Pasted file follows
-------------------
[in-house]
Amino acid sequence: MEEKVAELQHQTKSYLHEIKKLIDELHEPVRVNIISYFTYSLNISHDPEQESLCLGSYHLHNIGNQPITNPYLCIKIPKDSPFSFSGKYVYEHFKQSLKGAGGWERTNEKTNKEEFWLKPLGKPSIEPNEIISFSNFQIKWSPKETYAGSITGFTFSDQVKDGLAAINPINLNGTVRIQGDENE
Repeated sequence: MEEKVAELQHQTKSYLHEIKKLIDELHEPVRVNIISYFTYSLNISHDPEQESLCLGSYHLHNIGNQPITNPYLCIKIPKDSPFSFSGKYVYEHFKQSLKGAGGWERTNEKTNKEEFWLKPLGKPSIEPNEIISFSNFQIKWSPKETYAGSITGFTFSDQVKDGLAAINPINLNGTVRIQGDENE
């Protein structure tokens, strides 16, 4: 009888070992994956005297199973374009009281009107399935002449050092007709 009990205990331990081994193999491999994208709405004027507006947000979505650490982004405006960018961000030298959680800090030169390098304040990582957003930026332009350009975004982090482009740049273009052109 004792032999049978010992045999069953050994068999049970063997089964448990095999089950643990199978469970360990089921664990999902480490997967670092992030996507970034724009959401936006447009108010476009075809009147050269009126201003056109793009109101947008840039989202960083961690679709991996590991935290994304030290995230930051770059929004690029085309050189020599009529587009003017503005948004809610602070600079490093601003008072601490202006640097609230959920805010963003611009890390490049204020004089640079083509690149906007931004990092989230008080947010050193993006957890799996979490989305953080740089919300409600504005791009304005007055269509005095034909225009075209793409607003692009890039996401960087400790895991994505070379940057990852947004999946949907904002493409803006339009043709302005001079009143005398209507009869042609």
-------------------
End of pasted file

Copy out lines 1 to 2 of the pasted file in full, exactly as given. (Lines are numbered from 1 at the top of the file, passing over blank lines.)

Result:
[in-house]
Amino acid sequence: MEEKVAELQHQTKSYLHEIKKLIDELHEPVRVNIISYFTYSLNISHDPEQESLCLGSYHLHNIGNQPITNPYLCIKIPKDSPFSFSGKYVYEHFKQSLKGAGGWERTNEKTNKEEFWLKPLGKPSIEPNEIISFSNFQIKWSPKETYAGSITGFTFSDQVKDGLAAINPINLNGTVRIQGDENE